“Gogo Vision has become an essential part of the inflight experience for many of our passengers and operators,” Sergio Aguirre, Gogo’s president, said in a press statement. “Passengers want to be productive during their flights, but they also need downtime. The addition of a new 3D moving map will provide a new interactive experience for passengers that we’re excited to offer. Vision 360 is an important next step in our commitment to deliver the best in-flight connectivity and entertainment experience to business aviation.”
The 3D moving map is a partnership with FlightPath3D that offers an interactive experience with high-resolution satellite imagery, according to the release. It provides information about landmarks and attractions while showing real-time flight data like ground speed, altitude, and heading.
Gogo Vision 360 automatically updates every month through Gogo Cloudport or Gogo Cloud locations.
The Spanish Air Force (SpAF) received the final two MQ-9A Block 5 Remotely Piloted Aircraft (RPA) and a Ground Control Station (GCS) on Nov. 23 from General Atomics Aeronautical Systems, Inc. (GA-ASI), according to a Nov. 30 press release. The program is the first MQ-9A Block 5 acquisition by an international partner.
The MQ-9A Block 5 received an Airworthiness Military Type Certificate after completing acceptance test procedures (ATP) at GA-ASI’s Gray Butte Flight Operations Facility before being delivered to the SpAF. This marks the first time Spain has issued an Airworthiness Military Type Certificate for the MQ-9A Block 5, according to the release.
“We are proud of our partnership with the Spanish Air Force,” Tommy Dunehew, vice president of International Strategic Development for GA-ASI, said in a press statement. “We appreciate the confidence the Spanish authorities have shown in the MQ-9 by issuing this type certificate and we look forward to seeing the system successfully operate in support of the country´s national Intelligence, Surveillance, and Reconnaissance (ISR) requirements.”
The delivery completes the Foreign Military Sales acquisition between the U.S. and Spain for four aircraft and three GCSs, according to the release.
The Department of Defense (DoD) released a Request for Information (RFI) for industry sources for Aerial Intelligence, Surveillance, and Reconnaissance (AISR) payloads for the MQ-1C Gray Eagle unmanned aircraft system (UAS) platform made by General Atomics for the Joint All Domain Operations (JADO) environment.
AISR payloads for the Gray Eagle include synthetic aperture radar (SAR), moving target indicator (MTI), electronic intelligence (ELINT), communications intelligence (COMINT), air launched effects (ALE), and radar warning receiver (RWR), according to the contract opportunity.
The contract opportunity also provided information about Gray Eagle’s concept of operations (CONOPS) within JADO stating the UASs need to fly in an integrated air defense systems (IDAS)-rich environment while delivering sensing capabilities. According to the RFI, the Gray Eagle flies racetrack patterns tangential to the IADS threat with a range of 80 km.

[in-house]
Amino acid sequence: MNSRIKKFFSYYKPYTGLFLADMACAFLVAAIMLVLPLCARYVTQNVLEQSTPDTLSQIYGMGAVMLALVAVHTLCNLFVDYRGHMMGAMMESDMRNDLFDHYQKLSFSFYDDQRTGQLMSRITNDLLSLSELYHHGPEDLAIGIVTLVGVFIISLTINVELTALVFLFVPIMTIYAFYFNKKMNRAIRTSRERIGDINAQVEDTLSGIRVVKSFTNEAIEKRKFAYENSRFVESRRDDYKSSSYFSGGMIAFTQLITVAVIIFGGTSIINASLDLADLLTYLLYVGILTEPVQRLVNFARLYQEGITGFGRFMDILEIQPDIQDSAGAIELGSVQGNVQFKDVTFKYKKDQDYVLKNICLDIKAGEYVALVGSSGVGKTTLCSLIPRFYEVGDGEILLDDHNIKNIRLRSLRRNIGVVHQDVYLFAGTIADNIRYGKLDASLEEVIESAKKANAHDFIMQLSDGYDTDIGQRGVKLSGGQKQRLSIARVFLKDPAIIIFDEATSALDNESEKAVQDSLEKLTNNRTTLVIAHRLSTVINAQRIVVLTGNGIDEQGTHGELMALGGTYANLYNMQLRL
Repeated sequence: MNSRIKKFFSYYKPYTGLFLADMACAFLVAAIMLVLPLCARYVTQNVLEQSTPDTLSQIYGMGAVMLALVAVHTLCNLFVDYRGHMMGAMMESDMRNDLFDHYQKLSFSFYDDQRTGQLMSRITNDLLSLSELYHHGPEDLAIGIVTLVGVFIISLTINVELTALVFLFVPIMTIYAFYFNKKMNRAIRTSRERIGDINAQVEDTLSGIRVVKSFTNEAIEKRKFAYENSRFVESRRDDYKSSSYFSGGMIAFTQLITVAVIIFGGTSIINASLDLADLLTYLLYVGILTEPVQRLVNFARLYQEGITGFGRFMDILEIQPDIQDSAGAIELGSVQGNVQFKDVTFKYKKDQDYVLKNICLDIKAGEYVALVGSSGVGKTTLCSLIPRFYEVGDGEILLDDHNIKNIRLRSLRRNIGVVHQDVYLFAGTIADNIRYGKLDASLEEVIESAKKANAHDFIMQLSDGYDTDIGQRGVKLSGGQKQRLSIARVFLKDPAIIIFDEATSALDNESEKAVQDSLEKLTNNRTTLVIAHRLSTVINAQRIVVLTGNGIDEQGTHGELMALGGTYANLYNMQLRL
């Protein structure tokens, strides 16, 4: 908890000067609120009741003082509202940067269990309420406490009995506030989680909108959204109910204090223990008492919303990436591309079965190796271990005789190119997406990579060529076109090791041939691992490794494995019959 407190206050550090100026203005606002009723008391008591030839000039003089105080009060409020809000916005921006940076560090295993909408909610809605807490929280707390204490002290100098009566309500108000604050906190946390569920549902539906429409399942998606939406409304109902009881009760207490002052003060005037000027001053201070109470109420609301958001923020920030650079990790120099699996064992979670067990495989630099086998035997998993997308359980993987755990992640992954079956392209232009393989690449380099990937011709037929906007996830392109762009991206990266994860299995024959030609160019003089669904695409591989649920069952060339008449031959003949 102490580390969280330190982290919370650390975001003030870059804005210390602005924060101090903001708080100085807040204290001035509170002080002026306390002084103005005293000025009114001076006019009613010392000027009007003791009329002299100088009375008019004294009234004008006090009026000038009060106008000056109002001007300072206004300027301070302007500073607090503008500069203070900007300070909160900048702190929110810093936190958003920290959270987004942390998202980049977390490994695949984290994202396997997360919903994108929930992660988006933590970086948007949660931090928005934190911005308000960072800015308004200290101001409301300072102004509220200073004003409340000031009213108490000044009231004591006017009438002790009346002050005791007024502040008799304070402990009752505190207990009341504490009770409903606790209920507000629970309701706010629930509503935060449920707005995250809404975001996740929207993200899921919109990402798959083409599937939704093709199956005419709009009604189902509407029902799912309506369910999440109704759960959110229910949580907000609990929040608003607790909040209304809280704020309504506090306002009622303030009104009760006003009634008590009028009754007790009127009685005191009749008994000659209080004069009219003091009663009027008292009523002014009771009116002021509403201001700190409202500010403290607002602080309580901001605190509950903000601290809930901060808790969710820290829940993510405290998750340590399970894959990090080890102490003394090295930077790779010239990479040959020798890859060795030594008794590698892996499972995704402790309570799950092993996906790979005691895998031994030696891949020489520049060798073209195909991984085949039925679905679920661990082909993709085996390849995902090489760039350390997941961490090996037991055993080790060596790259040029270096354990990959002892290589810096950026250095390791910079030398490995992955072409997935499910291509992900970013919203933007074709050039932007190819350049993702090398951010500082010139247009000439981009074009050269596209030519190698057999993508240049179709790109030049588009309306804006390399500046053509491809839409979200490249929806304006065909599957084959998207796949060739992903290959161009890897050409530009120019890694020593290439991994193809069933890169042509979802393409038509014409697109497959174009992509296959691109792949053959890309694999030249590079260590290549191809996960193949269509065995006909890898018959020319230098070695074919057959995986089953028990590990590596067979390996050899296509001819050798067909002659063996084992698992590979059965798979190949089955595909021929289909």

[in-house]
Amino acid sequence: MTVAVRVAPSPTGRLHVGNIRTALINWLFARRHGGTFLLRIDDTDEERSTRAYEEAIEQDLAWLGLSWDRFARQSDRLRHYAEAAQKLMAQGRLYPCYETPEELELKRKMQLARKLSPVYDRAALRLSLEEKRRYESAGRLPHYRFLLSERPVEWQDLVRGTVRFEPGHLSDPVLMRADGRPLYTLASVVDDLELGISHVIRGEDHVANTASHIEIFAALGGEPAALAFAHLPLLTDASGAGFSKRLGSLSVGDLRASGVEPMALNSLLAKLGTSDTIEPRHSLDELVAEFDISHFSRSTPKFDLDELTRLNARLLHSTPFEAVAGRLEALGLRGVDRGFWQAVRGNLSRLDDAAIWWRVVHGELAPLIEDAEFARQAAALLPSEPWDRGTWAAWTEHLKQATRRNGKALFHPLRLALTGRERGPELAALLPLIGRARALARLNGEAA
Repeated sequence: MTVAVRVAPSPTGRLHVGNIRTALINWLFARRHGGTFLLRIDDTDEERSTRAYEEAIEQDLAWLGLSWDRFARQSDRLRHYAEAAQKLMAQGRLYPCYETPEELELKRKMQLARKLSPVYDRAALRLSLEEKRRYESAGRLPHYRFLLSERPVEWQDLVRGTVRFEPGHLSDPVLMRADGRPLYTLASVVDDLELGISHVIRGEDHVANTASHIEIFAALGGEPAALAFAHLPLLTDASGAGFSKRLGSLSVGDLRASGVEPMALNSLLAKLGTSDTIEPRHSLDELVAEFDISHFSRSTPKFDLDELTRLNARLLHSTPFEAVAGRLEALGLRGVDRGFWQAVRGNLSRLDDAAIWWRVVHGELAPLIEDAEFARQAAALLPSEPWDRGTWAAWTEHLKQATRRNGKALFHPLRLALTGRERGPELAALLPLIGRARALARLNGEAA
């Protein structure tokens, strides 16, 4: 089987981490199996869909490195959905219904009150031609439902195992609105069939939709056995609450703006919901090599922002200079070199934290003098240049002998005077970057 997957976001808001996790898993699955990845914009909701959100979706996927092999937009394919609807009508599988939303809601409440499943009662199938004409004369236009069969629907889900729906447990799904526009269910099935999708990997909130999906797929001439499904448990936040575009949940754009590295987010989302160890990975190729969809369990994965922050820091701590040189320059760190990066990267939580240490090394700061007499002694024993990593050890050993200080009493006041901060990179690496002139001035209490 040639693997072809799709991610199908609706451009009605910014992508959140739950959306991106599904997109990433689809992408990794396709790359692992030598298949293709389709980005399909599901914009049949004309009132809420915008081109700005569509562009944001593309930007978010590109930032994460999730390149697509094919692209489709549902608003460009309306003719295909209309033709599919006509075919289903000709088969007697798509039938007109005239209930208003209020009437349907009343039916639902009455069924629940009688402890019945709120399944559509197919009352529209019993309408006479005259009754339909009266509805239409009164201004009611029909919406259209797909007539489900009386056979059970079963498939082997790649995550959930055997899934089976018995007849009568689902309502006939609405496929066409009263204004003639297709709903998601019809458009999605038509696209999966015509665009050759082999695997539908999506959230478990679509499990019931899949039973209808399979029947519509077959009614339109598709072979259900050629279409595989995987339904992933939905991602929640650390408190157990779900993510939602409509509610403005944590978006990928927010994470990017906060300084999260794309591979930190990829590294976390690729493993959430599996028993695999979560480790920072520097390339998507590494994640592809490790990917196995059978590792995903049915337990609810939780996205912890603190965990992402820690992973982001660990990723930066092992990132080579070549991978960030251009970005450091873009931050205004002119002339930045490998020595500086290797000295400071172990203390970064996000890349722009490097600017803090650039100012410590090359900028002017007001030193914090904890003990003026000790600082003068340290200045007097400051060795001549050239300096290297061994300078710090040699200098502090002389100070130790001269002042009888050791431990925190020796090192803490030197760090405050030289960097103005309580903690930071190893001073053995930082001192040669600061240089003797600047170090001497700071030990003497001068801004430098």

Adding to its existing portfolio of small unmanned aircraft systems (sUAS), FLIR Systems Inc. [FLIR] has acquired Altavian Inc., a developer and manufacturer of small fixed-wing and quadcopter drones.
The acquisition also gives FLIR a spot on the Defense Department’s Blue sUAS program, which was created to provide trusted suppliers of small drones for military and federal agencies to acquire as the federal government turns away from purchasing the ubiquitous commercial drones manufactured by China’s DJI.
Terms of the transaction were not disclosed.
Altavian is based in Gainesville, Fla., and has more than 40 employees. The company manufactures Group 1 UAS, which typically weigh less than 20 pounds.
FLIR, through several acquisitions dating back to 2016, has carved out positions in small UAS and unmanned ground robotic vehicles. In the small UAS space, the company offers the palm-sized Black Hornet nano-UAS, which looks like a miniature helicopter and is used by U.S. and allied militaries.
Check out the full story as first published in Defense Daily, a sister publication to Avionics International.
EmbraerX, a subsidiary of Embraer, released a concept of operations (CONOPS) for urban air mobility (UAM) in Melbourne, Australia using Airservices’, Australia’s civil air navigation service provider, sophisticated simulation technology, according to a Dec. 1 press release.
While EmbraerX completed the CONOPS, Eve Urban Air Mobility Solutions, the new EmbraerX spin-off, will continue the partnership with Airservices to develop UAM solutions.
“This CONOPS proposes a safe method for allowing the UAM industry in Australia to scale,” David Rottblatt, project leader for EmbraerX’s Urban Air Traffic Management and appointed to be the future Vice President of Business Development for Eve, said. “Following this first critical step, we will start gathering feedback from industry stakeholders and the community to further inform how we can co-create this exciting future.”
The simulation uses Melbourne as a model for UAM in Australia to analyze how existing air traffic management can be utilized while also preparing for new technologies, according to the release. The use of Airservices simulation technology allows the CONOPS to have a scientific basis.
Universal Trip Support will be providing free trip feasibility and consulting services to general aviation operators classified as humanitarian COVID-19 vaccine delivery flights through June 30, 2021 the Universal Weather and Aviation, Inc. announced in a Dec. 2 press release.